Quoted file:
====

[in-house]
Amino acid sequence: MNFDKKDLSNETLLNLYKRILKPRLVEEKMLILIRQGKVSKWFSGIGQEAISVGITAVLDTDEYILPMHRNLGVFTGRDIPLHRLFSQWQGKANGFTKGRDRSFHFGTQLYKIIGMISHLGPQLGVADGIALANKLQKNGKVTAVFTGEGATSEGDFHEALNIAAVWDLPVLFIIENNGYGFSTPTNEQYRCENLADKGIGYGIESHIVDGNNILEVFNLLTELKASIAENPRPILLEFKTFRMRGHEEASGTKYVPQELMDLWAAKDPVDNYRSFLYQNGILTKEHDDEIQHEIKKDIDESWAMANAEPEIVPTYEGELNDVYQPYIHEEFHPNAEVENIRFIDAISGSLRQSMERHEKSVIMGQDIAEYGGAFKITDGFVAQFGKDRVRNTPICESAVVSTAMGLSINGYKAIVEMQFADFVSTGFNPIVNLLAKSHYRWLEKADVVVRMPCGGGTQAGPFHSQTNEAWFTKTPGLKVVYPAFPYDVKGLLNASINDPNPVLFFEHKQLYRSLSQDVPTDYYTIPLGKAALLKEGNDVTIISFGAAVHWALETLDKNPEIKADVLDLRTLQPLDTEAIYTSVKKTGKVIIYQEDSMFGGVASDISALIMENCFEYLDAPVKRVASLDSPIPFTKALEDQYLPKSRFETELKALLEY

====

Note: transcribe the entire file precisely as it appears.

[in-house]
Amino acid sequence: MNFDKKDLSNETLLNLYKRILKPRLVEEKMLILIRQGKVSKWFSGIGQEAISVGITAVLDTDEYILPMHRNLGVFTGRDIPLHRLFSQWQGKANGFTKGRDRSFHFGTQLYKIIGMISHLGPQLGVADGIALANKLQKNGKVTAVFTGEGATSEGDFHEALNIAAVWDLPVLFIIENNGYGFSTPTNEQYRCENLADKGIGYGIESHIVDGNNILEVFNLLTELKASIAENPRPILLEFKTFRMRGHEEASGTKYVPQELMDLWAAKDPVDNYRSFLYQNGILTKEHDDEIQHEIKKDIDESWAMANAEPEIVPTYEGELNDVYQPYIHEEFHPNAEVENIRFIDAISGSLRQSMERHEKSVIMGQDIAEYGGAFKITDGFVAQFGKDRVRNTPICESAVVSTAMGLSINGYKAIVEMQFADFVSTGFNPIVNLLAKSHYRWLEKADVVVRMPCGGGTQAGPFHSQTNEAWFTKTPGLKVVYPAFPYDVKGLLNASINDPNPVLFFEHKQLYRSLSQDVPTDYYTIPLGKAALLKEGNDVTIISFGAAVHWALETLDKNPEIKADVLDLRTLQPLDTEAIYTSVKKTGKVIIYQEDSMFGGVASDISALIMENCFEYLDAPVKRVASLDSPIPFTKALEDQYLPKSRFETELKALLEY